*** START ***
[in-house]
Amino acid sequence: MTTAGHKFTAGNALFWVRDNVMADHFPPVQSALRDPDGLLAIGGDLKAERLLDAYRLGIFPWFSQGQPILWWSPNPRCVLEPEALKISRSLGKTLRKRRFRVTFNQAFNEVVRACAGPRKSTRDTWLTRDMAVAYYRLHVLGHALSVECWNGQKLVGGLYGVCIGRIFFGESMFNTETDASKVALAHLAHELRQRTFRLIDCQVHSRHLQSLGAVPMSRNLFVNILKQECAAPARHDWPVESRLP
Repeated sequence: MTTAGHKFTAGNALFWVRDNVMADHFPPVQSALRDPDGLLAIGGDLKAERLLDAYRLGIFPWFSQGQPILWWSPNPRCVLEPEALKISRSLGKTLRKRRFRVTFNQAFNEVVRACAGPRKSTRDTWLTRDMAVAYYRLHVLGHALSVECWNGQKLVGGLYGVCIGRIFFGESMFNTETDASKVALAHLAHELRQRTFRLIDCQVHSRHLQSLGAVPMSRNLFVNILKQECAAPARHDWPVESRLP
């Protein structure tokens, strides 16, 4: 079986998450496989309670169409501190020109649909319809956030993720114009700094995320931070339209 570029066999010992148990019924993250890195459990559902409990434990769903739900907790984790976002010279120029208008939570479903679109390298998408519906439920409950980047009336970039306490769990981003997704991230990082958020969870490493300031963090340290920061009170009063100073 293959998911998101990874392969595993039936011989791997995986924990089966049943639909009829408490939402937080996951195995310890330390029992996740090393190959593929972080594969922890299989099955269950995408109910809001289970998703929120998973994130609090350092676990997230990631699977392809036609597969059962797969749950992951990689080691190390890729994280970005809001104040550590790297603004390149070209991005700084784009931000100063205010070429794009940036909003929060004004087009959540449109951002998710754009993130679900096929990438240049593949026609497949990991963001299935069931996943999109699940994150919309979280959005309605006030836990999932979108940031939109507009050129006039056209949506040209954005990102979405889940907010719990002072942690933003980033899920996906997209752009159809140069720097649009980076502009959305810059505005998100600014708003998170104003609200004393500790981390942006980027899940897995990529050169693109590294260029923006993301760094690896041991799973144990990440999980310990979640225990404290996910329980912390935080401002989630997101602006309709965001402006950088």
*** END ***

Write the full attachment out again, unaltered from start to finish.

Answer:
[in-house]
Amino acid sequence: MTTAGHKFTAGNALFWVRDNVMADHFPPVQSALRDPDGLLAIGGDLKAERLLDAYRLGIFPWFSQGQPILWWSPNPRCVLEPEALKISRSLGKTLRKRRFRVTFNQAFNEVVRACAGPRKSTRDTWLTRDMAVAYYRLHVLGHALSVECWNGQKLVGGLYGVCIGRIFFGESMFNTETDASKVALAHLAHELRQRTFRLIDCQVHSRHLQSLGAVPMSRNLFVNILKQECAAPARHDWPVESRLP
Repeated sequence: MTTAGHKFTAGNALFWVRDNVMADHFPPVQSALRDPDGLLAIGGDLKAERLLDAYRLGIFPWFSQGQPILWWSPNPRCVLEPEALKISRSLGKTLRKRRFRVTFNQAFNEVVRACAGPRKSTRDTWLTRDMAVAYYRLHVLGHALSVECWNGQKLVGGLYGVCIGRIFFGESMFNTETDASKVALAHLAHELRQRTFRLIDCQVHSRHLQSLGAVPMSRNLFVNILKQECAAPARHDWPVESRLP
């Protein structure tokens, strides 16, 4: 079986998450496989309670169409501190020109649909319809956030993720114009700094995320931070339209 570029066999010992148990019924993250890195459990559902409990434990769903739900907790984790976002010279120029208008939570479903679109390298998408519906439920409950980047009336970039306490769990981003997704991230990082958020969870490493300031963090340290920061009170009063100073 293959998911998101990874392969595993039936011989791997995986924990089966049943639909009829408490939402937080996951195995310890330390029992996740090393190959593929972080594969922890299989099955269950995408109910809001289970998703929120998973994130609090350092676990997230990631699977392809036609597969059962797969749950992951990689080691190390890729994280970005809001104040550590790297603004390149070209991005700084784009931000100063205010070429794009940036909003929060004004087009959540449109951002998710754009993130679900096929990438240049593949026609497949990991963001299935069931996943999109699940994150919309979280959005309605006030836990999932979108940031939109507009050129006039056209949506040209954005990102979405889940907010719990002072942690933003980033899920996906997209752009159809140069720097649009980076502009959305810059505005998100600014708003998170104003609200004393500790981390942006980027899940897995990529050169693109590294260029923006993301760094690896041991799973144990990440999980310990979640225990404290996910329980912390935080401002989630997101602006309709965001402006950088």